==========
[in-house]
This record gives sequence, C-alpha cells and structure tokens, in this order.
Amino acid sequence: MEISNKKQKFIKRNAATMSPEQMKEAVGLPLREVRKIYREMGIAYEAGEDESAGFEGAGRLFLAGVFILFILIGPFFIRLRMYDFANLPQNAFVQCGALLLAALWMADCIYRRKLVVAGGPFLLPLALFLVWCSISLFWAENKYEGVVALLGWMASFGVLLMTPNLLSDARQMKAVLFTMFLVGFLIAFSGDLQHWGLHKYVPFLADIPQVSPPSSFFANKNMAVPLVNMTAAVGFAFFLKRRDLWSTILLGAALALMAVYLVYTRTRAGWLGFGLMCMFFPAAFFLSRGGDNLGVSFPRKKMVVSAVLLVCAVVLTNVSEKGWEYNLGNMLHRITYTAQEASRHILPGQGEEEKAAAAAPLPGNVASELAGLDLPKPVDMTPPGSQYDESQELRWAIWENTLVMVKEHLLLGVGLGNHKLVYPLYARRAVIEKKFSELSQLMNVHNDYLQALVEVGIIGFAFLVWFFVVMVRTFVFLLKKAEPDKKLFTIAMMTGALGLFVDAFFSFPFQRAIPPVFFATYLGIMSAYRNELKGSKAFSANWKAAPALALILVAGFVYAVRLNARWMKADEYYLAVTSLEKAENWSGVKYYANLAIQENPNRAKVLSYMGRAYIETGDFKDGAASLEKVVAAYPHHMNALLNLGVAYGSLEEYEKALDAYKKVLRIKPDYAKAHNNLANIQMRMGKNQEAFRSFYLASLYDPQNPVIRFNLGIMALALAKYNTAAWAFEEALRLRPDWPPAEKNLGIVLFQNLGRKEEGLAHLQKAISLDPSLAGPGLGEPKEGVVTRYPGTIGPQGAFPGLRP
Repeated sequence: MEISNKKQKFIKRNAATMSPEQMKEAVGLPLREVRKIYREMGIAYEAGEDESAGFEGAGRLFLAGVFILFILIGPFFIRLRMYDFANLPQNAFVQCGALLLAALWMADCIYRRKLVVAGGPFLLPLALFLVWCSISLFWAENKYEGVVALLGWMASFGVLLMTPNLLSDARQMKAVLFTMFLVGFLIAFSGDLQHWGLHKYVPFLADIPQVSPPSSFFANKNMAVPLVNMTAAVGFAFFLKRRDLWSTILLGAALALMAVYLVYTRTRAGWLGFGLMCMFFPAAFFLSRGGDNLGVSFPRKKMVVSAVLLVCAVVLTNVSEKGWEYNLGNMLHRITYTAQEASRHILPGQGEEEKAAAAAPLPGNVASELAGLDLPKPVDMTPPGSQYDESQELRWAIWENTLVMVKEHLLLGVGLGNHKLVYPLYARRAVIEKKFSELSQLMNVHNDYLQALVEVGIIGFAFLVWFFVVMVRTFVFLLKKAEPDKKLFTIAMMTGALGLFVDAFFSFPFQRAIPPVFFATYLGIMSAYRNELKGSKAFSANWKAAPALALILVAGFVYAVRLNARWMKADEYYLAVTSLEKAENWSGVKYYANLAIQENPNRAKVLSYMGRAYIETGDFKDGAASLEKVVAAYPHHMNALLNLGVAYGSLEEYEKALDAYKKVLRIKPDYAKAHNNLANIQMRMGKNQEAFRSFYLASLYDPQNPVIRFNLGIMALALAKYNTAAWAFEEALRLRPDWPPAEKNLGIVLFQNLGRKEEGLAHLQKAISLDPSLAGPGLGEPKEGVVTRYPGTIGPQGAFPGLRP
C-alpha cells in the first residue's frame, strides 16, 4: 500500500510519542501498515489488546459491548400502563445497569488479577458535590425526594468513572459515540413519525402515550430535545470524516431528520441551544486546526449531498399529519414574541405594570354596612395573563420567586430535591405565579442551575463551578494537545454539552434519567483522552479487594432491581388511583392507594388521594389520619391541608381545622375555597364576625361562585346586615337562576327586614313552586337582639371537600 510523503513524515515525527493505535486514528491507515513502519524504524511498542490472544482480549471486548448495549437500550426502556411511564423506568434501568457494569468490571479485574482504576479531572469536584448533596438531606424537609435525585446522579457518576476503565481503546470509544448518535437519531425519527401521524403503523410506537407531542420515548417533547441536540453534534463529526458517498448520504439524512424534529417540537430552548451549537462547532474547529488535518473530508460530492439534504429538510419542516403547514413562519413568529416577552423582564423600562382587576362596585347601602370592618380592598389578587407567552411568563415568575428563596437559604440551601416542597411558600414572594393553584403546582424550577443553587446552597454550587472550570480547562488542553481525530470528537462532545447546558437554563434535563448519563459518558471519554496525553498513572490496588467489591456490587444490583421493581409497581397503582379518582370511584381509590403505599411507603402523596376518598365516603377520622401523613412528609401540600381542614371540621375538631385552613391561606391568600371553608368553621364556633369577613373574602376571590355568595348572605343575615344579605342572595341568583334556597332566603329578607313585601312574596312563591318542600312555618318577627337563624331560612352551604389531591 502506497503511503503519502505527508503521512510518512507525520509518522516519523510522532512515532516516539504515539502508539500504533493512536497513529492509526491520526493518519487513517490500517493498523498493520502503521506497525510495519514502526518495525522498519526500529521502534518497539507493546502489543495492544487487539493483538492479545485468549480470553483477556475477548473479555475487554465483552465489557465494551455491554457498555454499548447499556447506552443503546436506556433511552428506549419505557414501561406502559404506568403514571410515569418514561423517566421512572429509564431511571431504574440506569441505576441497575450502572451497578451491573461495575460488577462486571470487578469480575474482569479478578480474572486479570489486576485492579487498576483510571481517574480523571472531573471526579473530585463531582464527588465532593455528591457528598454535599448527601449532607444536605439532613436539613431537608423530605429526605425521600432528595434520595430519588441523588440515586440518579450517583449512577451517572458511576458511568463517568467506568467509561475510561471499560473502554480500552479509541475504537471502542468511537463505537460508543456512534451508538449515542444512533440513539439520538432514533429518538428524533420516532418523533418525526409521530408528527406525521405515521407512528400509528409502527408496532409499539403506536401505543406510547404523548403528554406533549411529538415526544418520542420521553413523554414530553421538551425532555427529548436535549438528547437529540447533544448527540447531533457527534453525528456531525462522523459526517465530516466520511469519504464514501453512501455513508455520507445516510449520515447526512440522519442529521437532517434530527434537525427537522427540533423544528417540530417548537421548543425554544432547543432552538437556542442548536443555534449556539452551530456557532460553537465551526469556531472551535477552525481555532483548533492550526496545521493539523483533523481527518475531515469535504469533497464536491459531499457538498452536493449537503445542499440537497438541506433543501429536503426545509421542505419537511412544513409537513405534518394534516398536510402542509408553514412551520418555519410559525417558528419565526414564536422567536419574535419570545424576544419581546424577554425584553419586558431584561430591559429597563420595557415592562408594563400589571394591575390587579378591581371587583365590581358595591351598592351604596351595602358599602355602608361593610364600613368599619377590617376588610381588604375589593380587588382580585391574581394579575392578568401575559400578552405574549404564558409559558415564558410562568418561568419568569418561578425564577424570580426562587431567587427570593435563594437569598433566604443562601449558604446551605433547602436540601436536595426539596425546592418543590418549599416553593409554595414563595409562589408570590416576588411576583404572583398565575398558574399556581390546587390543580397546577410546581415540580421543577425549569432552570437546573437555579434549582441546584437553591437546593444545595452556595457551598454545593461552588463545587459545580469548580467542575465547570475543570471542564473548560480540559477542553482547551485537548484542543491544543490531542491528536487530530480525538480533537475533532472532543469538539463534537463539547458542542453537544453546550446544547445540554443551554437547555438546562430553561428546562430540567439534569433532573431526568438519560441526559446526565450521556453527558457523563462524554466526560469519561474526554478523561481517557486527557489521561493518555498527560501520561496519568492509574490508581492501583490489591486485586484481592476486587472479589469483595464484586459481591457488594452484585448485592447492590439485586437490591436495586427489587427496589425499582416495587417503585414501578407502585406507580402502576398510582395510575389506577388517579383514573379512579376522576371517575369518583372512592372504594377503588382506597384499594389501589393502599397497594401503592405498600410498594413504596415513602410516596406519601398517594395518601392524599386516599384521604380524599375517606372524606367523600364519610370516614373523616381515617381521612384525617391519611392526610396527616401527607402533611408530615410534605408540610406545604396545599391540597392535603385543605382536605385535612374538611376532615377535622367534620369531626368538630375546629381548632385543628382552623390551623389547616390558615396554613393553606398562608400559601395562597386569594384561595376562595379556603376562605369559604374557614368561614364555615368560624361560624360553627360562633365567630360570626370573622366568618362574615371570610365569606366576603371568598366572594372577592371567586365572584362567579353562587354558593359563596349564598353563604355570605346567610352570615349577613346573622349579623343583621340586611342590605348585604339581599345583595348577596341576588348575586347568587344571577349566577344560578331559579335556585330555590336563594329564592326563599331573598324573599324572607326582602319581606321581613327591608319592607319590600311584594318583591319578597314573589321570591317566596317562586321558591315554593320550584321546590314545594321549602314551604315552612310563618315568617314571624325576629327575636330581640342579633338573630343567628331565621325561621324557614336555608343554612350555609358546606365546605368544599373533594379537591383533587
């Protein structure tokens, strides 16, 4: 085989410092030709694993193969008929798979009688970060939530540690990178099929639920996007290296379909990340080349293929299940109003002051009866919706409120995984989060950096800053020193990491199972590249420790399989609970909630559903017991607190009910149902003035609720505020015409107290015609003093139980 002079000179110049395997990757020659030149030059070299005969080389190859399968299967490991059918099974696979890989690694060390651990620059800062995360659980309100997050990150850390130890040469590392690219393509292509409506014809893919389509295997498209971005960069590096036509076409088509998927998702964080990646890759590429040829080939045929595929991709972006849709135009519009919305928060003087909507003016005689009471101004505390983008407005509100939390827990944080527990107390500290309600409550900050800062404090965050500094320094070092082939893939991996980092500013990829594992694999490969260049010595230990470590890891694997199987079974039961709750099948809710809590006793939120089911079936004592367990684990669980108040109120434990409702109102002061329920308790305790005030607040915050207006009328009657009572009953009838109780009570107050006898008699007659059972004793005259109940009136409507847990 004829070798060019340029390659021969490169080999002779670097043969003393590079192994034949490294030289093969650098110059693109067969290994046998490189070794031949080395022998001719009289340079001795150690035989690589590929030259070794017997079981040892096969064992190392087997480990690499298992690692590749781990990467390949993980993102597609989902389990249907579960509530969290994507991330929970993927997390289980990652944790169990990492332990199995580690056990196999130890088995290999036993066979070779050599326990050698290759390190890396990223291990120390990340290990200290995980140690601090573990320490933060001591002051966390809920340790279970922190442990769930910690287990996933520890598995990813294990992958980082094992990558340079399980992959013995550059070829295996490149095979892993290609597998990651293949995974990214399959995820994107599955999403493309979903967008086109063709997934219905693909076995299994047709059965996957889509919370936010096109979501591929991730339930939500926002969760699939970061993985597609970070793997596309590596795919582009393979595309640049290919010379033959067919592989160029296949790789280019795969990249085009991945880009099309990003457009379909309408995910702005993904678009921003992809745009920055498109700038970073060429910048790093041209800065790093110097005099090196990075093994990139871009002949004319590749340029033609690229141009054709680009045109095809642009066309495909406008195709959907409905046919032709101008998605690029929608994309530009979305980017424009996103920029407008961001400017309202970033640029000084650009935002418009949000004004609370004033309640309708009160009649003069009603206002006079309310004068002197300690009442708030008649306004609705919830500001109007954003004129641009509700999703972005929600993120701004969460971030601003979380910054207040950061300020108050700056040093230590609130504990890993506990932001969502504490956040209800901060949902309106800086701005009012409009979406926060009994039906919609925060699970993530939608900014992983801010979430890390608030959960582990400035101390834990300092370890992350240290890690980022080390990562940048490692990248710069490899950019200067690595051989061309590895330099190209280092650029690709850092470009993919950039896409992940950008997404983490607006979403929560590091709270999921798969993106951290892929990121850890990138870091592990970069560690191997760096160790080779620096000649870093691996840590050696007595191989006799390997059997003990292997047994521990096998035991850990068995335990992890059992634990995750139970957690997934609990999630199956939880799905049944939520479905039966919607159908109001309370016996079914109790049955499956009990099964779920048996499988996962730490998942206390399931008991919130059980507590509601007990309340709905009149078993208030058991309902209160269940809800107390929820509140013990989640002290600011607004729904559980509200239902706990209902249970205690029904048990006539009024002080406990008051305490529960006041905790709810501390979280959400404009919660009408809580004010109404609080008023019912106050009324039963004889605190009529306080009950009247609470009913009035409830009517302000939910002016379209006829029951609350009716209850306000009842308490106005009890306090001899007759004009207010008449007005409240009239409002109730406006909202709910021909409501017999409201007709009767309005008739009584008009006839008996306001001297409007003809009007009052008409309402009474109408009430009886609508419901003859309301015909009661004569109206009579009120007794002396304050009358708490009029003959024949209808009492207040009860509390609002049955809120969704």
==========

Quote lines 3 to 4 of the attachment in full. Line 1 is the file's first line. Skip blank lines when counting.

Amino acid sequence: MEISNKKQKFIKRNAATMSPEQMKEAVGLPLREVRKIYREMGIAYEAGEDESAGFEGAGRLFLAGVFILFILIGPFFIRLRMYDFANLPQNAFVQCGALLLAALWMADCIYRRKLVVAGGPFLLPLALFLVWCSISLFWAENKYEGVVALLGWMASFGVLLMTPNLLSDARQMKAVLFTMFLVGFLIAFSGDLQHWGLHKYVPFLADIPQVSPPSSFFANKNMAVPLVNMTAAVGFAFFLKRRDLWSTILLGAALALMAVYLVYTRTRAGWLGFGLMCMFFPAAFFLSRGGDNLGVSFPRKKMVVSAVLLVCAVVLTNVSEKGWEYNLGNMLHRITYTAQEASRHILPGQGEEEKAAAAAPLPGNVASELAGLDLPKPVDMTPPGSQYDESQELRWAIWENTLVMVKEHLLLGVGLGNHKLVYPLYARRAVIEKKFSELSQLMNVHNDYLQALVEVGIIGFAFLVWFFVVMVRTFVFLLKKAEPDKKLFTIAMMTGALGLFVDAFFSFPFQRAIPPVFFATYLGIMSAYRNELKGSKAFSANWKAAPALALILVAGFVYAVRLNARWMKADEYYLAVTSLEKAENWSGVKYYANLAIQENPNRAKVLSYMGRAYIETGDFKDGAASLEKVVAAYPHHMNALLNLGVAYGSLEEYEKALDAYKKVLRIKPDYAKAHNNLANIQMRMGKNQEAFRSFYLASLYDPQNPVIRFNLGIMALALAKYNTAAWAFEEALRLRPDWPPAEKNLGIVLFQNLGRKEEGLAHLQKAISLDPSLAGPGLGEPKEGVVTRYPGTIGPQGAFPGLRP
Repeated sequence: MEISNKKQKFIKRNAATMSPEQMKEAVGLPLREVRKIYREMGIAYEAGEDESAGFEGAGRLFLAGVFILFILIGPFFIRLRMYDFANLPQNAFVQCGALLLAALWMADCIYRRKLVVAGGPFLLPLALFLVWCSISLFWAENKYEGVVALLGWMASFGVLLMTPNLLSDARQMKAVLFTMFLVGFLIAFSGDLQHWGLHKYVPFLADIPQVSPPSSFFANKNMAVPLVNMTAAVGFAFFLKRRDLWSTILLGAALALMAVYLVYTRTRAGWLGFGLMCMFFPAAFFLSRGGDNLGVSFPRKKMVVSAVLLVCAVVLTNVSEKGWEYNLGNMLHRITYTAQEASRHILPGQGEEEKAAAAAPLPGNVASELAGLDLPKPVDMTPPGSQYDESQELRWAIWENTLVMVKEHLLLGVGLGNHKLVYPLYARRAVIEKKFSELSQLMNVHNDYLQALVEVGIIGFAFLVWFFVVMVRTFVFLLKKAEPDKKLFTIAMMTGALGLFVDAFFSFPFQRAIPPVFFATYLGIMSAYRNELKGSKAFSANWKAAPALALILVAGFVYAVRLNARWMKADEYYLAVTSLEKAENWSGVKYYANLAIQENPNRAKVLSYMGRAYIETGDFKDGAASLEKVVAAYPHHMNALLNLGVAYGSLEEYEKALDAYKKVLRIKPDYAKAHNNLANIQMRMGKNQEAFRSFYLASLYDPQNPVIRFNLGIMALALAKYNTAAWAFEEALRLRPDWPPAEKNLGIVLFQNLGRKEEGLAHLQKAISLDPSLAGPGLGEPKEGVVTRYPGTIGPQGAFPGLRP